Saturday, March 11, 2017


Back in the pre-Internet dark days, comic fans got their dose of industry news by subscribing to or buying magazines devoted to their hobby. Today's blog continues our look at the various publications which featured content about the Legion of Super-Heroes.

The back and front of COMICS FEATURE #1.

Published by New Media, this magazine promised in-depth interviews, news exclusives, comprehensive articles, expert columnists, analysis, previews “and much more”. The somewhat amateurish layouts reflect the technology of the time, when magazines were far less sophisticated in design than those published a decade later. The back page of the first issue is a good example of this, with covers of two Legion comics pasted on a stark white background, comparing the the group “then and now”.

Mike Flynn reflects on the Legion through the years.
The article was embellished with artwork supplied by Legion fans.

    The back cover alluded to an article inside the magazine, which reflected on how the Legion had changed over time, written by LEGION OUTPOST founder Mike Flynn. He makes an astute observation: the Legion had changed from nothing more than a teenage club in its formative years to an actual law-enforcing organisation recognized throughout the universe.
    Flynn asserts that the great strength of the Legion is is built-in conceptual appeal, with no limits to what writers can do with the team. The article is embellished with illustrations garnered from the Legion APA of the time, Interlac (which, incidentally, still exists).

The cover of COMICS FEATURE #15


The cover, featuring new artwork by Chuck Patton, promised a “Big Legion extravaganza” … and it lived up to the claim.
    Kicking off the series of articles was an interview with Paul Levitz, in which he discussed his plans for the Legion on his return to the writing chores. He believed no artist ever willingly wanted to draw the Legion because there were so many characters. “If you invented a special Legion page rate, it wouldn't cure anything anyhow, because the book's still a pain. Good artists enjoy being creative; they don't want to spend their time figuring out how to do one-footed, three-armed people with antennae who live on a planet of tightropes, suspended over water.”

   *Curiously, there is no shortage of current skilled artists who would give anything to draw the Legion in a regular series.*

Paul Levitz reflects on his Legion run.

A rundown on each of Paul's stories in his current run followed, starting with an analysis of SUPERBOY 225, in which Wildfire was elected leader and minor characters like Dream Girl and Shadow Lass started getting prominence, and ending with the Christmas story of DC SUPER-STARS HOLIDAY SPECIAL.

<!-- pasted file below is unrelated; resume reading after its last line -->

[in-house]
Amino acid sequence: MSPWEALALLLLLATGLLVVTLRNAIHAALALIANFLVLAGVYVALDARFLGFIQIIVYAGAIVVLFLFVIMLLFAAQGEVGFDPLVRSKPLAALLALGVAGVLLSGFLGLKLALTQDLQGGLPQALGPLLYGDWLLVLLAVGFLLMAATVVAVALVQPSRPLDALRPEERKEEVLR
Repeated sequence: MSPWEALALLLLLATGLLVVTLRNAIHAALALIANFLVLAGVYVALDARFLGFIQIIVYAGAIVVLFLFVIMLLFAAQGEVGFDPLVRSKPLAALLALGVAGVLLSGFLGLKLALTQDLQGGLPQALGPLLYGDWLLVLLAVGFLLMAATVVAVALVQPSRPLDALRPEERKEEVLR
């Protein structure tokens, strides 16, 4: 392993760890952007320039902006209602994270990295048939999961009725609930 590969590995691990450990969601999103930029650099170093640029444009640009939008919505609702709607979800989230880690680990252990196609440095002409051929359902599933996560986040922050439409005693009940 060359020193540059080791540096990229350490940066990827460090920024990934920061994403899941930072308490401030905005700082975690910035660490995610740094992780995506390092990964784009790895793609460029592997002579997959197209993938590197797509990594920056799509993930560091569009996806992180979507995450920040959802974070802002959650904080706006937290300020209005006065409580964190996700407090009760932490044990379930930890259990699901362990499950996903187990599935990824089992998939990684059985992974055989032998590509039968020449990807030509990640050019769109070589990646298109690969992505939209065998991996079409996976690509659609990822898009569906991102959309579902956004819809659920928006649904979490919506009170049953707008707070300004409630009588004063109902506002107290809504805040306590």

This article analyses each of Levitz's stories at the time.

A membership roster of the Legion is provided.

    To wrap things up, Murray Ward delivers a good analysis of the “Legion team spirit”, looking at the group's evolution through ADVENTURE COMICS, ACTION COMICS and eventually into its own title. There's a membership roster of the Legion and its affiliated groups.

The cover to COMICS FEATURE #47

This issue features the first part of a rather mediocre article on the “complete hero history of the Legion”, which once again goes through the motions of describing the group's genesis and includes appearances and cameos of the group or some of its members in other titles.

The cover to COMICS FEATURE #48


The rundown on the Legion concludes in this issue, and takes readers up to the Baxter issues, the reprint book, and the SECRETS mini-series. Again, there's little new here that hadn't been already written about in other magazines or, indeed, in earlier issues of this same publication … but, hey, any publicity is good publicity.
    The article ends with the claim that the Legion remains the longest-running science fiction strip in comic books. One wonders if the same can be said today.

The cover of COMICS INTERVIEW #16

It's 1984 and the Legion was hot property. They had different stories appearing in a Baxter series and a newsprint version, so fans really had a double dose of the Legion each month.
    This issue kicked off its Legion coverage with a chat with Paul Levitz, who has probably given more interviews about the Legion than any other creator, Jim Shooter included. Paul starts by describing his role as vice-president of operations at DC Comics and various aspects of the company's operation, before talking about the Legion, his favorite comic book from childhood.
    “I can't keep track of where all the characters are at any given time. So a lot of the plotting is on little charts, along with the sub-plots and how they're evolving and where I have left the characters. Maybe there's somebody out there who keep all this in their heads, but I sure can't.”